LOL: Languages is my stokhorse!
    Dutch talk plentyvol vreemde languages!
    It rains pijpesteels!
    I steek the road over!

    I am from province Limburg and you might remember that we speak dialect!
    At home, at work etc. dialect is predominantly used.
    The dialect changes from north to the south of the province, changing a bit from town to town, village to village.
    Dialect has no borders, so I can use it in Germany and Belgium, where the border of those two countries meet the Limburg one.

    As I always say:
    Dialect (from Roermond) is my mother tongue but immediately followed by Dutch (ABN).
    I can remember in school, having to write an “opstel” wich I really didn’t like to do.
    When I got it back some grammatical mistakes were mentioned as limburgianisms.

    But the advantages of speaking a dialect outweighs the little faux-pas

    The advantages of speaking another language than you own have proven to be in favour of neurological development!

    In my opinion, just from your story mind you, that teacher did take the easy way out with your sons English problems
    Teachers in the Netherlands, in province Friesland (Fries) and province Limburg did have to deal with that problem and still do.

    These two books of Maarten Rijkens:
    Maarten Rijkens: “I always get my sin” en “We always get our sin too”.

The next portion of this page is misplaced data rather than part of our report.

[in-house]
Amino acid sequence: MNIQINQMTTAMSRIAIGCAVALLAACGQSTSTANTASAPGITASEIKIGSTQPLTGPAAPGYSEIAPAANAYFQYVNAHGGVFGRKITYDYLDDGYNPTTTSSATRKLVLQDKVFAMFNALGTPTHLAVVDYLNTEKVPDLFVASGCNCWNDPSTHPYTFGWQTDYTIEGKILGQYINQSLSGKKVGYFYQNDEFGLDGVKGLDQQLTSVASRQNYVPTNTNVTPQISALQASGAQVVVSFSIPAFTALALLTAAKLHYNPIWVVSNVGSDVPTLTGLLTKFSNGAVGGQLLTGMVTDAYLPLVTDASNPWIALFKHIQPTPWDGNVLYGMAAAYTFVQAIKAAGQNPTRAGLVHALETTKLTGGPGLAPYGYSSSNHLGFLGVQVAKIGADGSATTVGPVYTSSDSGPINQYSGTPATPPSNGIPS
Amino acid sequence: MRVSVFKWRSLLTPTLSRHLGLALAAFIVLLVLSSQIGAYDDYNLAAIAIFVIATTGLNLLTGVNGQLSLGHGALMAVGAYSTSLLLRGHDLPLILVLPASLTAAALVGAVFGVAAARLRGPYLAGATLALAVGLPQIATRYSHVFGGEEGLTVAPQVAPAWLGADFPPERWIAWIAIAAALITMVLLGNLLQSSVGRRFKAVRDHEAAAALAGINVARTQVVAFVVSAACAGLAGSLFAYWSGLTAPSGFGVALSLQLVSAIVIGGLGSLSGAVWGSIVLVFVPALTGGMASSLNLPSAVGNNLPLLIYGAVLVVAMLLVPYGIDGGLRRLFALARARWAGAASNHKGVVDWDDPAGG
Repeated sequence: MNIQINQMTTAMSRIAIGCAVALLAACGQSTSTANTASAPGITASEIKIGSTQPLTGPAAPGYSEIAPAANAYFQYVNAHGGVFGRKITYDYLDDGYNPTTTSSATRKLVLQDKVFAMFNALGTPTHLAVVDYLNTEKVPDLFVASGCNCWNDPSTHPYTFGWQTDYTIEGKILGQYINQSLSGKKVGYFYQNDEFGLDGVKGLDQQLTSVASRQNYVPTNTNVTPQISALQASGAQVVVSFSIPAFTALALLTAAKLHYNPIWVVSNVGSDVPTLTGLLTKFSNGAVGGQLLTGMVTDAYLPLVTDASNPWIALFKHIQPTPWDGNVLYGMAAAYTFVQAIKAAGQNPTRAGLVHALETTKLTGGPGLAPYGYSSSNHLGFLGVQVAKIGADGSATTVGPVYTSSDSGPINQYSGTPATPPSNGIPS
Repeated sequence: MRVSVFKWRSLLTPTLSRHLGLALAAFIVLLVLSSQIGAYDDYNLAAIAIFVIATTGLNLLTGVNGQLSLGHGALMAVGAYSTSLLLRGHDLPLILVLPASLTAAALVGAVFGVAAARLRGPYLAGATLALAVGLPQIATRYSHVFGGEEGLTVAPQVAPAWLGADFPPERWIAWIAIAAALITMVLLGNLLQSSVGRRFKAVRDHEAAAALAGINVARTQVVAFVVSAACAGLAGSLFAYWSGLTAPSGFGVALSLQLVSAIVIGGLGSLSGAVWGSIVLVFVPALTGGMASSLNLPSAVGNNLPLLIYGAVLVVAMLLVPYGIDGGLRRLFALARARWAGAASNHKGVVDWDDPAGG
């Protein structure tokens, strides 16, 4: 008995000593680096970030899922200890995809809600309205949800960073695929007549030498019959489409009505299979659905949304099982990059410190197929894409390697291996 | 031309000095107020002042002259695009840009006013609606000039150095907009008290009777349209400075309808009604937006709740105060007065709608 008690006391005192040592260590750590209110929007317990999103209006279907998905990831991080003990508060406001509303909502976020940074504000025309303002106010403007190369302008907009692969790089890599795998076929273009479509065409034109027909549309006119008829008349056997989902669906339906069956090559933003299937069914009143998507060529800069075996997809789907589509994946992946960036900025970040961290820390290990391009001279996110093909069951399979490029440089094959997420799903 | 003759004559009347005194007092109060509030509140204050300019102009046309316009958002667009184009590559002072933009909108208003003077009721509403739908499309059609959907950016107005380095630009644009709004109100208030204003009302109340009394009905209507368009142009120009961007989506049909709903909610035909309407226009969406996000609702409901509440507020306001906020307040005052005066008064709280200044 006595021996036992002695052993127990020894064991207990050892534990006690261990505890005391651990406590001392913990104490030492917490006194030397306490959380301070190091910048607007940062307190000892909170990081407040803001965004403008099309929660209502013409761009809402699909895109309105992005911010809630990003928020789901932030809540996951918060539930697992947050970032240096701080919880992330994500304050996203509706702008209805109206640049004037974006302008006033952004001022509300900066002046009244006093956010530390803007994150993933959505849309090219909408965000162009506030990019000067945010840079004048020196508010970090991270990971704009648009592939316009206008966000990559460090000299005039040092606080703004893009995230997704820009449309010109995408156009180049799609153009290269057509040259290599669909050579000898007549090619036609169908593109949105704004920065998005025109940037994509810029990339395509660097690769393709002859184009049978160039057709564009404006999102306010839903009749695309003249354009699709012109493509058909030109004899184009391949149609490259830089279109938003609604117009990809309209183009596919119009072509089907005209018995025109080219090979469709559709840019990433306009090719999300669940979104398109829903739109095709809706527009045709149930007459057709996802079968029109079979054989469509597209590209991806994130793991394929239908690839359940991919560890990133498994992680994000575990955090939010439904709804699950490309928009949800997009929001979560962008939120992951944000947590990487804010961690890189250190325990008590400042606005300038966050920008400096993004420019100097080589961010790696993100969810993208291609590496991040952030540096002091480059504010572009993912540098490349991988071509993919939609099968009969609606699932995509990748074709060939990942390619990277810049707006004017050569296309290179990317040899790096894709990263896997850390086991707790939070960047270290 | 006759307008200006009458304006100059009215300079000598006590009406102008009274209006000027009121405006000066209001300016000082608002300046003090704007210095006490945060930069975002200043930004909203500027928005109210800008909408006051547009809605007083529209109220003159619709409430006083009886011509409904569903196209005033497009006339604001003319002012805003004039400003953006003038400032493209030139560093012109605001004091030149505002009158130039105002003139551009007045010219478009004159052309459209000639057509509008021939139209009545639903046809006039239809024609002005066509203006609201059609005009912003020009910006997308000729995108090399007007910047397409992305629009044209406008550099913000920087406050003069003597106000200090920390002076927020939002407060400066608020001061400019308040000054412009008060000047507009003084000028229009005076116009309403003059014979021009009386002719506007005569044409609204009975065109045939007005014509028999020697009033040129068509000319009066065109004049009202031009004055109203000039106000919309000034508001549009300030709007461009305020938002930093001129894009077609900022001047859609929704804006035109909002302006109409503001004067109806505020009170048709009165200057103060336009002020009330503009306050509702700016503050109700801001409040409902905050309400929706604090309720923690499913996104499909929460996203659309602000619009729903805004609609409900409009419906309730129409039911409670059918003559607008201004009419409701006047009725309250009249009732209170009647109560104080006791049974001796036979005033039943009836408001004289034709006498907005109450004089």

Maybe something to make you laugh!


    • Hi Marie-Jacqueline,

      Yes, the Limburg dialect is amazing. I spent a few days once among some Limburgers who only spoke the dialect, and I couldn’t understand a word they said! And yes, in most cases being bilingual is a good thing, neurologically speaking. But if certain neurological pathways are missing–as in my daughter R’s case, due to oxygen deprivation during birth–creating and then maintaining those pathways for just one language is already a constant battle. This wasn’t a teacher taking the easy way out; this was a specialized language therapist’s advice afgte4r working with R for a while and figuring out what was going on.


  4. Marie-Jacqueline

    First of all I owe you an apology, but most of all the language-therapist!
    As I wrote in my initial answer, I was giving my opinion with just the information of your post!
    I did assume something that in this case wasn’t there!
    It can’t be easy for your daughter and I understand that another language than English will make it even harder for her!

    Yes, it is amazing and it is still very much in use!
    Certainly compared with the rest of the Netherlands (Frisian excluded).
    Dialect is being used by every social class!
    This in contrast with the rest of the country where a local dialect is in decline and pushed aside as common and crude!

    It comes in handy when learning German ( when to use der, die, das) and all that!


    • No apologies needed. R has very specific challenges that don’t apply to most people learning a second language. Yes, the Limburg dialect is like another language. I have never found any dialects common or crude. I went to college in Deventer and became friends with many people from the eastern part of Holland, and I loved their accent and the different vocabulary. Dialects are cool!